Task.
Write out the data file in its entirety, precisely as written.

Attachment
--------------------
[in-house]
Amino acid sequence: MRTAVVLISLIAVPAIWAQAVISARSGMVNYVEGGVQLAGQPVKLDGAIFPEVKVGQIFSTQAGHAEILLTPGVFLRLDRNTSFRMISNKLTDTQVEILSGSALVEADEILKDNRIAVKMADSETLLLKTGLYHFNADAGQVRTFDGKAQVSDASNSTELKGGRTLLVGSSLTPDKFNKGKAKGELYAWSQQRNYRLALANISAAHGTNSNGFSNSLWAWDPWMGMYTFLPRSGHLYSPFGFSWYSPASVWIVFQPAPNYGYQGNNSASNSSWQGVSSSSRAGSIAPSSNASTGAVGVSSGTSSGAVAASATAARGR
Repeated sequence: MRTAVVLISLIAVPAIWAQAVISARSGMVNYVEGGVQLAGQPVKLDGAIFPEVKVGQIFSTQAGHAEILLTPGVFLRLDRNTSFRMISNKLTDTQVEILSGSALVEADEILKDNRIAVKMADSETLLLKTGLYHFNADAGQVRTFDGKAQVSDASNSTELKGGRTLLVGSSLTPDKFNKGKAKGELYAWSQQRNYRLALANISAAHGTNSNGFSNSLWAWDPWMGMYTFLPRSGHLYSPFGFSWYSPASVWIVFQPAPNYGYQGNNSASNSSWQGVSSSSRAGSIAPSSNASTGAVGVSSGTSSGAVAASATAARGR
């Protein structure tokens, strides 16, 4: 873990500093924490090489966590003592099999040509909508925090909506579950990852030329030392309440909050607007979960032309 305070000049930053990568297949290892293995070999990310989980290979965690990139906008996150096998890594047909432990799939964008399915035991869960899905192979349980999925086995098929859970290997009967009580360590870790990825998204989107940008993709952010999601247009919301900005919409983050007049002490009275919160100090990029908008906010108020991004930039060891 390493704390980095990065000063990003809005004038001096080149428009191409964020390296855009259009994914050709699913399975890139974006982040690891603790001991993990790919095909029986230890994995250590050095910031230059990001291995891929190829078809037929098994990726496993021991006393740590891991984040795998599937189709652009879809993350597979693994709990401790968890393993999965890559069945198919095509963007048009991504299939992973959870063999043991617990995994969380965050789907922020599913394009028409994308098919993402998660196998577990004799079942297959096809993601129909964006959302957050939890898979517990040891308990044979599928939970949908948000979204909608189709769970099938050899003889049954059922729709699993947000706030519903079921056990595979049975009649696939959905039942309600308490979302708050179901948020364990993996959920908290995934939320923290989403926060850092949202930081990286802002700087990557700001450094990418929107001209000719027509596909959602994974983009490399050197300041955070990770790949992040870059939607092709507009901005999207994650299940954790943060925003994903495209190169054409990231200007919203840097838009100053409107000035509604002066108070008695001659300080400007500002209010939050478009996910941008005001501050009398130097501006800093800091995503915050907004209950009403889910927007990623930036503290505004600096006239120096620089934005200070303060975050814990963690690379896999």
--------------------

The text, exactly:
[in-house]
Amino acid sequence: MRTAVVLISLIAVPAIWAQAVISARSGMVNYVEGGVQLAGQPVKLDGAIFPEVKVGQIFSTQAGHAEILLTPGVFLRLDRNTSFRMISNKLTDTQVEILSGSALVEADEILKDNRIAVKMADSETLLLKTGLYHFNADAGQVRTFDGKAQVSDASNSTELKGGRTLLVGSSLTPDKFNKGKAKGELYAWSQQRNYRLALANISAAHGTNSNGFSNSLWAWDPWMGMYTFLPRSGHLYSPFGFSWYSPASVWIVFQPAPNYGYQGNNSASNSSWQGVSSSSRAGSIAPSSNASTGAVGVSSGTSSGAVAASATAARGR
Repeated sequence: MRTAVVLISLIAVPAIWAQAVISARSGMVNYVEGGVQLAGQPVKLDGAIFPEVKVGQIFSTQAGHAEILLTPGVFLRLDRNTSFRMISNKLTDTQVEILSGSALVEADEILKDNRIAVKMADSETLLLKTGLYHFNADAGQVRTFDGKAQVSDASNSTELKGGRTLLVGSSLTPDKFNKGKAKGELYAWSQQRNYRLALANISAAHGTNSNGFSNSLWAWDPWMGMYTFLPRSGHLYSPFGFSWYSPASVWIVFQPAPNYGYQGNNSASNSSWQGVSSSSRAGSIAPSSNASTGAVGVSSGTSSGAVAASATAARGR
């Protein structure tokens, strides 16, 4: 873990500093924490090489966590003592099999040509909508925090909506579950990852030329030392309440909050607007979960032309 305070000049930053990568297949290892293995070999990310989980290979965690990139906008996150096998890594047909432990799939964008399915035991869960899905192979349980999925086995098929859970290997009967009580360590870790990825998204989107940008993709952010999601247009919301900005919409983050007049002490009275919160100090990029908008906010108020991004930039060891 390493704390980095990065000063990003809005004038001096080149428009191409964020390296855009259009994914050709699913399975890139974006982040690891603790001991993990790919095909029986230890994995250590050095910031230059990001291995891929190829078809037929098994990726496993021991006393740590891991984040795998599937189709652009879809993350597979693994709990401790968890393993999965890559069945198919095509963007048009991504299939992973959870063999043991617990995994969380965050789907922020599913394009028409994308098919993402998660196998577990004799079942297959096809993601129909964006959302957050939890898979517990040891308990044979599928939970949908948000979204909608189709769970099938050899003889049954059922729709699993947000706030519903079921056990595979049975009649696939959905039942309600308490979302708050179901948020364990993996959920908290995934939320923290989403926060850092949202930081990286802002700087990557700001450094990418929107001209000719027509596909959602994974983009490399050197300041955070990770790949992040870059939607092709507009901005999207994650299940954790943060925003994903495209190169054409990231200007919203840097838009100053409107000035509604002066108070008695001659300080400007500002209010939050478009996910941008005001501050009398130097501006800093800091995503915050907004209950009403889910927007990623930036503290505004600096006239120096620089934005200070303060975050814990963690690379896999």